Why did the Tunisian government decide to apply for this project?
    We started reforming our health system in the nineties to give hospitals more self-management powers. Since that time we have been developing a hospital information management system, but it was deficient in that it did not include medical information. This meant that we were unable to measure patients’ hospital stays in an efficient, centralised manner. This project aims to make an economic and medical evaluation of every day spent in hospital. It will initially be deployed as a pilot scheme in six hospitals and, if successful, it will be extended to other hospitals in the country.

    What is the main benefit of this twinning project?
    It will enable us to calculate costs per hospital and per disease. A hospital without a medical information system cannot control cost recovery or provide its patients with suitable information. This system will make us more efficient.
    Does this type of system mean lower hospital administration costs?
    There’s no guarantee we will spend less, but we will be able to rationalise our finances and spend better. In other words, hospitals will be funded fairly and sustainably and we will spend effectively.

    This project is based on hospital management in Spain. What is your opinion of this method?

    It has been a great opportunity for us to be able to use the Spanish system as a model because Spain went through the same or a similar problem as ours approximately 30 years ago. We are fortunate that Spain has agreed to this twinning and that we can benefit from this experience. We are taking this project very seriously and are open to Spanish suggestions. We are also very pleased with the cooperation between the
    FIIAPP and the SESCAM.

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  • 07 February 2014

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    The “vicious circle” in drug demand reduction

    Interviews with three experts in the field of Drug Demand Reduction (DDR) in Latin America and the European Union

    COPOLAD, the drug abuse prevention programme in Latin America and the European Union led by FIIAPP, is holding the LA-EU Research Networks conference “Evidence-based public policies: progress and challenges”this week in Madrid for the purpose of promoting and facilitating contacts and cooperation between the researchers in attendance. Three of them, Mayra Hynes, member of the Inter American Commission for Drug Abuse Control (CICAD – OAS), Augusto Pérez, a Colombian researcher with the Latin American Network of Drug Researchers (REDLA), andRonald Simon, of the European Monitoring Centre for Drugs and Drug Addiction (EMCDDA), talk in this interview about the context and challenges to be confronted currently in the field of research on DDR in Latin America and the European Union.

    What are the main obstacles to achieving Drug Demand Reduction?

    Marya Hynes: In Latin America and the Caribbean, it’s knowing and understanding what to work on to implement suitable public prevention policies. Also knowing how to evaluate the policies to detect whether they’re working or not.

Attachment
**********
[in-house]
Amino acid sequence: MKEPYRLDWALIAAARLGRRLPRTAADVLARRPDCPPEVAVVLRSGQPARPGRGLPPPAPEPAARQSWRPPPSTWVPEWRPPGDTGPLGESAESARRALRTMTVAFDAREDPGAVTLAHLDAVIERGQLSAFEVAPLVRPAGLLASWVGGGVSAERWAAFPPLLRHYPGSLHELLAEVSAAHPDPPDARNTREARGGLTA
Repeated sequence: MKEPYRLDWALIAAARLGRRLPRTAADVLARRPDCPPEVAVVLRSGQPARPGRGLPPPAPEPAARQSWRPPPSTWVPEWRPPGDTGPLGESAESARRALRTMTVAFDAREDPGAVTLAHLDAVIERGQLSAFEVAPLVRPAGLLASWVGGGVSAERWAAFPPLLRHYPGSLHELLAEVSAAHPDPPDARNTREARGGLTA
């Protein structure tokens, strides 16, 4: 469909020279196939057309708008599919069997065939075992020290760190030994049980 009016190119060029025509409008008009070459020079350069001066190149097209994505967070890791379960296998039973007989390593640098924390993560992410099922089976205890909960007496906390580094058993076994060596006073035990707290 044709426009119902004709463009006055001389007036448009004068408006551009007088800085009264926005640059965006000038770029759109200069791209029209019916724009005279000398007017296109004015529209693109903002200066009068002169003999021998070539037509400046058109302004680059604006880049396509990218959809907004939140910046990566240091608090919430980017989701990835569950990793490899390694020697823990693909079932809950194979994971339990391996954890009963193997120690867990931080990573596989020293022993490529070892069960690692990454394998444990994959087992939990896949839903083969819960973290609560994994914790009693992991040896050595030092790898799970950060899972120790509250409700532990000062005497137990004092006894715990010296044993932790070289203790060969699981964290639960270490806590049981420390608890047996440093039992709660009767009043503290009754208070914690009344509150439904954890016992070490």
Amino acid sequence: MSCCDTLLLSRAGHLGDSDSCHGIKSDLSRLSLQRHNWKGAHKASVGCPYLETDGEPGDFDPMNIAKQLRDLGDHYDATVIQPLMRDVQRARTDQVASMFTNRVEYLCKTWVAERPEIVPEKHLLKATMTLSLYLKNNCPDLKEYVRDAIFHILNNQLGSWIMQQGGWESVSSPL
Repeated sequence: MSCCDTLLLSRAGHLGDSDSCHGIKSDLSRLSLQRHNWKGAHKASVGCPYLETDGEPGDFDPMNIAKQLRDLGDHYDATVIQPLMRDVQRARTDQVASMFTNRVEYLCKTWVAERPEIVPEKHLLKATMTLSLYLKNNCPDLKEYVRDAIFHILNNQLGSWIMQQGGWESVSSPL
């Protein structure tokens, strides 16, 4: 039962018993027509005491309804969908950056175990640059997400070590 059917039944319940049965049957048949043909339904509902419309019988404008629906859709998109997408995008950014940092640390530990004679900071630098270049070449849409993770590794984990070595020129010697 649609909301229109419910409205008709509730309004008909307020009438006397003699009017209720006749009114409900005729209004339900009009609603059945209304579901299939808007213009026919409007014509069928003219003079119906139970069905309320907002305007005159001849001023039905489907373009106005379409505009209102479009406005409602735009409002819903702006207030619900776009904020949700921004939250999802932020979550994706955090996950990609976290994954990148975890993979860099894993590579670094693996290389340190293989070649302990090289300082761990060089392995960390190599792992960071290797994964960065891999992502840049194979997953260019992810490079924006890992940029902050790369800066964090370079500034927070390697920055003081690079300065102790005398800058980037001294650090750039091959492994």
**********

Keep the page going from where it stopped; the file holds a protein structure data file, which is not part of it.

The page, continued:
Augusto Pérez: The lack of government policies. A president comes to power and says one thing, then the next one says another and paralyzes everything that came before. This has happened many times in South American countries. Another problem is lack of interest when it comes to investing in research and evaluation. A vicious circle exists: if we don’t evaluate, we don’t know what works.

    Ronald Simon: In the European Union, we’re in a somewhat better position in this sense, but we also have a funding problem, especially in resources for prevention. I believe that public interest in this field has declined lately.

    What comes first: the demand for drugs or the supply?

    MH: They’re always going to be related. And what we’re seeing, for example, in Europe and the United States, is that if you limit access to a substance and you don’t offer addicts an alternative, like treatment or social support to prevent relapses, the problem does not go away and it turns into something worse.

    AP: In the case of Colombia, our problem is drug trafficking. We are producers. There are 300,000 consumers of illegal substances who need treatment, but, considering that we have over 40 million inhabitants, this is not extremely worrisome; the fact that the guerrillas are financing their activities with drug money is. There we have a problem of criminal gangs.

    RS: Without demand, there is no supply; and without supply there is no demand. It’s a market. What we have to do is limit access to the substances.

    What can LA contribute to the EU, and vice versa, in the reduction and prevention of drug demand?

    RE: Europe is made up of different countries with different experiences and historical pasts, in addition to having enjoyed an excellent position in the last 15 years with money from Europe for drug research, which has enabled us to develop work tools. Our Latin American colleagues can study them and see if they can adapt them, or tell us we’re completely nuts (he jokes, laughing). And in the other direction, I believe we can observe how they work and look at how we work from a distance and with a critical eye. If it works, it’s a bilateral process.